LINCOLN — The partisan divide in Nebraska’s officially nonpartisan State Legislature was evident as lawmakers adopted guidelines for redrawing the state’s voting districts following the 2020 Census.
Legislators, who will meet in a special redistricting session in September, voted 31-16 on Wednesday to approve a set of redistricting principles that differ somewhat from those used during redistricting efforts in 2011 and 2001.
Those are the last times lawmakers took on the highly partisan chore of redrawing districts for the Legislature, the state’s three U.S. congressional districts, and other statewide offices, such as Public Service Commission and University of Nebraska Board of Regents.
All those who voted “yes” on the resolution Wednesday are registered Republicans; all those who voted “no” are Democrats.
A key issue concerned whether to weaken a standard used in past redistricting processes: to “preserve the cores of prior districts.”
State Sen. Lou Ann Linehan of Elkhorn, a Republican who heads the Redistricting Committee, won approval of an amendment that would make preserving the cores of district more optional, by “allowing” the committee to use that as a guideline, instead of absolutely requiring it.
Linehan said the change reflected public testimony at a legislative hearing last week, and would give the committee — comprised of five Republicans and four Democrats — more flexibility in redrawing voting districts due to shifts in the state’s population from west to east.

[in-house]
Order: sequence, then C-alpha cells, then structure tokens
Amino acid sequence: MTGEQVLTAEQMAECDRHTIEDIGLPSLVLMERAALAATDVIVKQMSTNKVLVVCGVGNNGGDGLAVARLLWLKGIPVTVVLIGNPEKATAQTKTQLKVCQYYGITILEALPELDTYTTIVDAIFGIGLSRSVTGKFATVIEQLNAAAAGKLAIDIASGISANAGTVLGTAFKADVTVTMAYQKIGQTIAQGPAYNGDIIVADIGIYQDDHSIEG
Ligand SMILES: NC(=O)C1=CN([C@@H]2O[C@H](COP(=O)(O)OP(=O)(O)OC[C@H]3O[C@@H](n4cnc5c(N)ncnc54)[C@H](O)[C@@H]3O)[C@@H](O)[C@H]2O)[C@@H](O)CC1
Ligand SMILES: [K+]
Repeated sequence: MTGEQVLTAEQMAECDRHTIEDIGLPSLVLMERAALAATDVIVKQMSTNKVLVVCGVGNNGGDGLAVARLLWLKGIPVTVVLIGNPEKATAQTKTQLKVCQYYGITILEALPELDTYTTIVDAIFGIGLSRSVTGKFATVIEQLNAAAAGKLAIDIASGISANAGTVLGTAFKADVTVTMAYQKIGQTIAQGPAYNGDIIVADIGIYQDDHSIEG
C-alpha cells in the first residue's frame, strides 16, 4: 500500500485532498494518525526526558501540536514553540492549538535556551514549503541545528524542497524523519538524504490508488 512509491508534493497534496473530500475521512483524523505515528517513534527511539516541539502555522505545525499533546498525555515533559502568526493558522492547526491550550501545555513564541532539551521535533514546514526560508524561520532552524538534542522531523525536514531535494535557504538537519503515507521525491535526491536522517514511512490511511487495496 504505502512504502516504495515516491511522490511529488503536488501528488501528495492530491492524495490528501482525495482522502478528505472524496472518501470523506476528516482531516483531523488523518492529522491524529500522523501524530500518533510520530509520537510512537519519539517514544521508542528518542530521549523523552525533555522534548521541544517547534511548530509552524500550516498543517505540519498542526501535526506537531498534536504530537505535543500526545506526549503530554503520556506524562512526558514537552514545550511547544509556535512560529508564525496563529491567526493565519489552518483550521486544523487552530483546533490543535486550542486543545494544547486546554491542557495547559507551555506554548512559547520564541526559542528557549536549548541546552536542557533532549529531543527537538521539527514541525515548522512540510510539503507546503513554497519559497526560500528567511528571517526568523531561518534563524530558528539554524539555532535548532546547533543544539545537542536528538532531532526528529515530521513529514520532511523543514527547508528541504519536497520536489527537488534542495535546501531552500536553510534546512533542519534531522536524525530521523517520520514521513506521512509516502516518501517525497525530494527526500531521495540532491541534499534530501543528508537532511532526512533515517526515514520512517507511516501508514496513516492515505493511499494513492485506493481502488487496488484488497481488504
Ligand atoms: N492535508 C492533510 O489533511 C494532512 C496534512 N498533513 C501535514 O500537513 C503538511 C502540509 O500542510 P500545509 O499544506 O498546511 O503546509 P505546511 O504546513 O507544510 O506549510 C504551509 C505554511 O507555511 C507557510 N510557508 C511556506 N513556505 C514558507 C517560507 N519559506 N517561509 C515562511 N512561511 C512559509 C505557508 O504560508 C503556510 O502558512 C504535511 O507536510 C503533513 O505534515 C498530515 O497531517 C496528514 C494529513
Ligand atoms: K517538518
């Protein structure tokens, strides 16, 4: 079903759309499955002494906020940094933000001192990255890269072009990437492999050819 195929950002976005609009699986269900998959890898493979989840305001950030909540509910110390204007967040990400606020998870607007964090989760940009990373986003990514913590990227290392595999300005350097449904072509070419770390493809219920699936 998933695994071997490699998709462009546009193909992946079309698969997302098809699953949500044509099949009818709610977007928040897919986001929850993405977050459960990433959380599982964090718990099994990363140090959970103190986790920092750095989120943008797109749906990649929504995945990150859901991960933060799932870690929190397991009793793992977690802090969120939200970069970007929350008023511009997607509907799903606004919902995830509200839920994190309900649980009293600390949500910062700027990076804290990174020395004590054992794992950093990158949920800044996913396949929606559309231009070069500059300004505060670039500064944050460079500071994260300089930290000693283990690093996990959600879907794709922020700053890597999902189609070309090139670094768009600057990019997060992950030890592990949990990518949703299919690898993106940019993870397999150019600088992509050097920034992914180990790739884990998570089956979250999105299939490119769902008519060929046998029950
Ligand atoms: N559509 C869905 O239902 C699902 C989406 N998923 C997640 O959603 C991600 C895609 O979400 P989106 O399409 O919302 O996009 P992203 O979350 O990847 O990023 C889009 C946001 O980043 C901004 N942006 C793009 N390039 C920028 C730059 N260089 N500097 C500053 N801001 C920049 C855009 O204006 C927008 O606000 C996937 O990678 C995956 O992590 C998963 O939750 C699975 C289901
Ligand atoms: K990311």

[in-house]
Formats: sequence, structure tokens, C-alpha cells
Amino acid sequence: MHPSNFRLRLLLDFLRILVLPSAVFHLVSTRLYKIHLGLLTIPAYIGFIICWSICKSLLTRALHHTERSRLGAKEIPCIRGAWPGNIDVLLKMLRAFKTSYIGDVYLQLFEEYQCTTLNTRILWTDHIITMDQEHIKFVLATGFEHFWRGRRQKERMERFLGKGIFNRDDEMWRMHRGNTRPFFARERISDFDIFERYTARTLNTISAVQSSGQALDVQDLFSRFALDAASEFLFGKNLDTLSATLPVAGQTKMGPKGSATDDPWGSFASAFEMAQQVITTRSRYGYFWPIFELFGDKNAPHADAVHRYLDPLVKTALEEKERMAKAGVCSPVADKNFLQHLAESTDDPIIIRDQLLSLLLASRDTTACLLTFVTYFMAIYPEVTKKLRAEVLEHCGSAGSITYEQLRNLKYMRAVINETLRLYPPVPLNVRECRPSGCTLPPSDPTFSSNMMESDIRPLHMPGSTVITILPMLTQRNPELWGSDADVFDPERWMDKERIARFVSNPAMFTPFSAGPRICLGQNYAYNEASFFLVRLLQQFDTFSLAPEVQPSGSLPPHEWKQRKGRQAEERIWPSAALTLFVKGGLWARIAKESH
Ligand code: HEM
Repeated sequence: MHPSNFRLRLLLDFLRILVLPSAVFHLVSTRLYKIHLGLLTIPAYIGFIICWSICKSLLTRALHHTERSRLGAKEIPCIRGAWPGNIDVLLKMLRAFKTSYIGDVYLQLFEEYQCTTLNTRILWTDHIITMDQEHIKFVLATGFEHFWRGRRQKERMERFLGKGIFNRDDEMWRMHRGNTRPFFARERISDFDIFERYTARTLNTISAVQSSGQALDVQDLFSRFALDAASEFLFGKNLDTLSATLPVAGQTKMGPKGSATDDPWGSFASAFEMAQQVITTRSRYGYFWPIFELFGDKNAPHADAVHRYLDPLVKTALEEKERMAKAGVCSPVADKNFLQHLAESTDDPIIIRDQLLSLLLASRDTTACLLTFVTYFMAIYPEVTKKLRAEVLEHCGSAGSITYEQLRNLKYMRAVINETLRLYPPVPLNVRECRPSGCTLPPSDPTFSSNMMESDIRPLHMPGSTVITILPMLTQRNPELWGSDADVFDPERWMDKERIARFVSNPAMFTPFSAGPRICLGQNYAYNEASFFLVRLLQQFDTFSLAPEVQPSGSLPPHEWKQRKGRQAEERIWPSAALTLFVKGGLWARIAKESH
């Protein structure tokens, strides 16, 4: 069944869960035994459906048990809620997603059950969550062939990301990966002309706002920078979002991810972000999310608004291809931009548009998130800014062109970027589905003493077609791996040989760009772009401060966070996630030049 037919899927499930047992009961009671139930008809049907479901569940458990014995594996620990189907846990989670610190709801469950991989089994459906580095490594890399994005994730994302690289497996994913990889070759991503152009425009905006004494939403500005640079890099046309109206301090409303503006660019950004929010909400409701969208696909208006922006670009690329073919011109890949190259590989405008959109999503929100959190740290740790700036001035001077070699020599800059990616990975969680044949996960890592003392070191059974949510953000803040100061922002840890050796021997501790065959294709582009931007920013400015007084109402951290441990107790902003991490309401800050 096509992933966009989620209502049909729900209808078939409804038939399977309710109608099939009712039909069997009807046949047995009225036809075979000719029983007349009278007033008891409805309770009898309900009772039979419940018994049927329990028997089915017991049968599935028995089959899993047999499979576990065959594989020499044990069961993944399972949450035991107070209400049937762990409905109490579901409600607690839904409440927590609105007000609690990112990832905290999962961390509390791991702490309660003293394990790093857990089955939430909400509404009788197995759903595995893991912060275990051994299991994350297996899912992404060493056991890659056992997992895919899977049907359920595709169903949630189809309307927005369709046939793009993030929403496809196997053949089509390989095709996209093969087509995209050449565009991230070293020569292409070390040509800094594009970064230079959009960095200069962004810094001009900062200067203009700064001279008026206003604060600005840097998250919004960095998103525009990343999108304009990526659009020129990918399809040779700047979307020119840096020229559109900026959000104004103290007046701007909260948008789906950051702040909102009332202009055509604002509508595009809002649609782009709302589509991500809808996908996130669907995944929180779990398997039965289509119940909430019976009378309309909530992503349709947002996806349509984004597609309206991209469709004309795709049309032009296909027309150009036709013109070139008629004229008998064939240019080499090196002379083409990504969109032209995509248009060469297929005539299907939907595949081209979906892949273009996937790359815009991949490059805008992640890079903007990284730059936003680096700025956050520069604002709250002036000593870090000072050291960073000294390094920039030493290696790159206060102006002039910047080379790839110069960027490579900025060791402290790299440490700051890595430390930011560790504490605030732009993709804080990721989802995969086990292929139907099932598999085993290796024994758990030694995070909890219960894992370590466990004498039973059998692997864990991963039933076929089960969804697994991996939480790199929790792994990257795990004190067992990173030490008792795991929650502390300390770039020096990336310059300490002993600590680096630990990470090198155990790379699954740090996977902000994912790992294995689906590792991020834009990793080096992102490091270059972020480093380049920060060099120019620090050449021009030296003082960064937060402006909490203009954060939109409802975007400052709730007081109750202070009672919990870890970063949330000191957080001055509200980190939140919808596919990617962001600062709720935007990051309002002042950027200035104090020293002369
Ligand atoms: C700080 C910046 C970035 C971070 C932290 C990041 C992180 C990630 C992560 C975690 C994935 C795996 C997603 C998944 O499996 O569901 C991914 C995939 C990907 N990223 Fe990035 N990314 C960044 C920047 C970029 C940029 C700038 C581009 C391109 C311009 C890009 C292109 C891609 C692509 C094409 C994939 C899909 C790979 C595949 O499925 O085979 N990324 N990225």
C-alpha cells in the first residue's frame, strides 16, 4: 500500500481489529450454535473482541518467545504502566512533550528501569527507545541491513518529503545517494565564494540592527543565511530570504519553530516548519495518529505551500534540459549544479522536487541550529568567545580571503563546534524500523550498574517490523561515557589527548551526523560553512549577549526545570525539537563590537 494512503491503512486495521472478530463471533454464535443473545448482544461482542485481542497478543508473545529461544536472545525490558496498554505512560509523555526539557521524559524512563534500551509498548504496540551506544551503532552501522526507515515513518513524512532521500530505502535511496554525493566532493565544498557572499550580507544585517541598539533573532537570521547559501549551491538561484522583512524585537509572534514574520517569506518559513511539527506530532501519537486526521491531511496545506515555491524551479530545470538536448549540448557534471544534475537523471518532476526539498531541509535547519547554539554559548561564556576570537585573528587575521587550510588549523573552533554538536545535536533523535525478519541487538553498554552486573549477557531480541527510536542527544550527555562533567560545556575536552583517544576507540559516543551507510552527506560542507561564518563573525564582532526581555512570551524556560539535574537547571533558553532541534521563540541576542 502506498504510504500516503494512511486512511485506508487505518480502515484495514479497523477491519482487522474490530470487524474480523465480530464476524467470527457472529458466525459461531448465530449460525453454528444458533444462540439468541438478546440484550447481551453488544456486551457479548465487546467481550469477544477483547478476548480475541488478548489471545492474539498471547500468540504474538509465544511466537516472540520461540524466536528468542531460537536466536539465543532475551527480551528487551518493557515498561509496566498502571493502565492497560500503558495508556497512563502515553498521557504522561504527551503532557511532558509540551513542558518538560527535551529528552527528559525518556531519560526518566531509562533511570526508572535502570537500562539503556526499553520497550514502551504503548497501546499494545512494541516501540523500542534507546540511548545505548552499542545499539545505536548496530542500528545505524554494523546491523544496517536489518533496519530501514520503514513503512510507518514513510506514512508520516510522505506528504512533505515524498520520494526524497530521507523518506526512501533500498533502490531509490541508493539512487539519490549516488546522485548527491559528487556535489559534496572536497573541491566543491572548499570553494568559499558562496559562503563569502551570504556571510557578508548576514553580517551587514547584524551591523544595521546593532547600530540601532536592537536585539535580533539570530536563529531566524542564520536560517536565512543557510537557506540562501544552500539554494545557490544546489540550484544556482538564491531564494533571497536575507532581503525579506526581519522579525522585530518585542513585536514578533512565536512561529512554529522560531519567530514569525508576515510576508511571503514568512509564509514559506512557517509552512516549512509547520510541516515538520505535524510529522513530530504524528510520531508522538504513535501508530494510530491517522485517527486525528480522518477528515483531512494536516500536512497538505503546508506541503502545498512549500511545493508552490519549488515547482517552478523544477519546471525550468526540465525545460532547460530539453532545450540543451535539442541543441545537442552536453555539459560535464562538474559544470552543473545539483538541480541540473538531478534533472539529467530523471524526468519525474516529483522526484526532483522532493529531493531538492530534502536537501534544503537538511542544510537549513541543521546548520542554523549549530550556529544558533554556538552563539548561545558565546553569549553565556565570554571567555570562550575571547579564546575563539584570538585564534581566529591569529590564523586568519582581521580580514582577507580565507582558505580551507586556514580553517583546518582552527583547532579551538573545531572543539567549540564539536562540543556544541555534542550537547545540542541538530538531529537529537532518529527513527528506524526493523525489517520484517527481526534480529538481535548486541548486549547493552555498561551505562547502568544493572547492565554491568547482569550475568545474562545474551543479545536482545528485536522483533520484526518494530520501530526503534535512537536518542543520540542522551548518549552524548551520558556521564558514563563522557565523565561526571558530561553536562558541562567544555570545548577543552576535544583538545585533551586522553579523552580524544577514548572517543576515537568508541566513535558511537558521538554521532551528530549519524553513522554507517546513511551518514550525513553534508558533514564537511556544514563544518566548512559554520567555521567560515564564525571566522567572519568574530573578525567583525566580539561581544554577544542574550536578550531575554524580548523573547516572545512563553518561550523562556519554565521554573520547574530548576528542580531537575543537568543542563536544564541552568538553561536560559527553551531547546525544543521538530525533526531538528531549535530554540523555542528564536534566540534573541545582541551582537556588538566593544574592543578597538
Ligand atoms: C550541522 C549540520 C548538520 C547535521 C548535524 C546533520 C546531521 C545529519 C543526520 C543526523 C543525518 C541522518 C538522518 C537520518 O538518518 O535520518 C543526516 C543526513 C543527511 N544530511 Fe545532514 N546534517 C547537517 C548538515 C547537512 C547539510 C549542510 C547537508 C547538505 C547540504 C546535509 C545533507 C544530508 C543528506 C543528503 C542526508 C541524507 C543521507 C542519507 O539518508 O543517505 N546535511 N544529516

But a trio of Democratic state senators objected to the amendment. They said that watering down the well-defined requirement of maintaining the core of a district, and using a less-well-defined standard of “preserving communities of interest,” made it more likely that political games could be played.
“We could say that everyone in Omaha is in the same community of interest, and now we can scramble the districts in this (redistricting) process,” said Omaha Sen. Steve Lathrop, a Democrat. Under that standard, South Omaha could lose a state senator, he said.
Another Democrat, Bellevue Sen. Carol Blood said there was no compelling testimony to weaken the preserve-the-core guideline at last week’s public hearing on redistricting standards. She said she overheard rural groups who called for changing the “core” guideline at the public hearing talking among themselves on what exactly to say. When they were asked to explain their stance, Blood said testifiers didn’t have good explanations, which seemed suspicious.
Blood said that if more “shenanigans” occur in the redistricting process, she will call them out.
But Linehan assured senators that her goal, as leader of the redistricting process, was not to “blow up” existing districts and start from scratch. Doing that, she said, would not gain support of a majority of the 49-member Unicameral.
Linehan pointed out that 26 other states use “preserving communities of interest” as a redistricting guideline, while only 11 states use preserving the “core” of existing districts.
“My intention is to look at the (census) numbers, and try and be as fair as possible, keeping communities of interest in mind, and trying to preserve the core of the district,” she said.
Lawmakers, in a vote along party lines, also rejected an effort to change the population deviation standard for legislative districts from 10% to 8%.